Black Knight Sword Review
I am not prone to whining. Even if a game is simply too difficult for me, I will accept that it’s designed specifically for a certain group of gamers, of which I am not a part. However, I am only willing to make that concession if the game in question is a high-quality product, if the difficulty is more of a steep yet relatively fair challenge. When a developer goes too far or mechanical issues get in the way, that’s just plain frustrating, regardless of your personal preferences and taste. Black Knight Sword straddles the line…it’s fair and unfair alternatively. I’ll explain.
The visual presentation is awfully interesting, despite my aversion to the somewhat drab and repetitive color scheme. There’s a whole lot of red and tan; even colors that should be in entirely different spectrums (like green, for instance) somehow manage to adopt or red or tan tinge. But the art style is undeniably unique and very interesting, as it’s kinda like playing on a stage set; it actually reminded me of the previews we’ve seen of Puppeteer. The special effects are mostly limited to sprays of blood and minor flashes of fun; in general, the original presentation saves the day, especially if you can appreciate this particular flair.
The sound is just as intriguing, as the soundtrack features a really odd mix of strange selections, and the effects are appropriately sharp and kooky. The narrator is solid – although it got annoying when he kept repeating the same low-health warning – and the combination of the wacky backdrops and decidedly odd score gives this game a singular style. The audio balancing is decent and variety isn’t bad, although much like the graphics, it can feel a little repetitive the longer you play. In short, Black Knight Sword is like a pocket-sized spectacle, the likes of which you probably haven’t seen before. Not technically special, but artistically special.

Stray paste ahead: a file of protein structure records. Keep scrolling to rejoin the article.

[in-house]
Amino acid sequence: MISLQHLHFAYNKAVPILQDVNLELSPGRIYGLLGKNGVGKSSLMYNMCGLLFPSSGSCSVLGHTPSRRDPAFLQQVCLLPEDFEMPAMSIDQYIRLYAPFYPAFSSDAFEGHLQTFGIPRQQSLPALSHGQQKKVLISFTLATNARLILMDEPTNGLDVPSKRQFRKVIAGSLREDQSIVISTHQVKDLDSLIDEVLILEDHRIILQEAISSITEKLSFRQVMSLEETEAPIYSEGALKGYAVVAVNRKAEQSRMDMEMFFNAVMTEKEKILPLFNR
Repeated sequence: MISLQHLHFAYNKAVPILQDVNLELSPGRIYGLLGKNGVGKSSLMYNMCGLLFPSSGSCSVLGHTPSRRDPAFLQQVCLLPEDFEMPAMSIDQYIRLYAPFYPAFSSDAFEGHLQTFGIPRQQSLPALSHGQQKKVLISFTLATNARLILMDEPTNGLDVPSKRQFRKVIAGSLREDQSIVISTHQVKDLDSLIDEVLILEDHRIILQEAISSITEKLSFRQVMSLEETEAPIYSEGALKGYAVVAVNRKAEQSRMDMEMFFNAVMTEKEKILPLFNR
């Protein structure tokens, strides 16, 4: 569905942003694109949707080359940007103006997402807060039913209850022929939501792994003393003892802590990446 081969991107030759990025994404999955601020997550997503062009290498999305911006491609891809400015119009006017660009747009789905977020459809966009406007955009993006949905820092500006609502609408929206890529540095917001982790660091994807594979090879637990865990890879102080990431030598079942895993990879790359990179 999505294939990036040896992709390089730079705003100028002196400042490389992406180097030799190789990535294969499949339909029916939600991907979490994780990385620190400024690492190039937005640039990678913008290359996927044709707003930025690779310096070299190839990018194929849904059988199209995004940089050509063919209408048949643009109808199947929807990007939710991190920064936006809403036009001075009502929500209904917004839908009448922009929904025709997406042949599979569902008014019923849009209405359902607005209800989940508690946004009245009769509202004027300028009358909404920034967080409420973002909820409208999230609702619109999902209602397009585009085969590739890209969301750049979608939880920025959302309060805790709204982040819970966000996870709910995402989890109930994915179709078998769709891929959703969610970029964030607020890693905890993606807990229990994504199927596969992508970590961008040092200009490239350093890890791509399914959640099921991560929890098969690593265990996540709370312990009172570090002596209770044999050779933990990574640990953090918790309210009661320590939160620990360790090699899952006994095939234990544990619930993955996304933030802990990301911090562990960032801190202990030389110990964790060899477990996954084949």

If you were a fan of the challenging old-school side-scrollers of yesteryear, you’ll probably want to give this one a try. Grasshopper Manufacture, the developer that brought you Shadows of the Damned and Lollipop Chainsaw was at the helm and that much is obvious based simply on the outlandish design. You’ll be smiling within the first five minutes because the zany atmosphere, setting and premise (yeah, there is one) is definitely worth seeing. But while the game remains entertaining, the irritation quickly starts to mount when you realize two things: 1. The game isn’t mechanically perfect, and 2. You better have some masochist blood in you.
If you don’t have much patience and you didn’t grow up with teeth-grinding, controller-crunching toughies like the Contra or Shinobi games, you should probably avoid Black Knight Sword. On the flip side, if you’re curious to see just how difficult video games used to be back in the day, this is a perfect example. In fact, the gameplay reminds me very much of Ghouls ‘n Ghosts, another virtually impossible game from the olden days, which could also be highly entertaining in its own way. Grasshopper just expects you to be patient, diligent, and absolutely persevering in every sense of the word.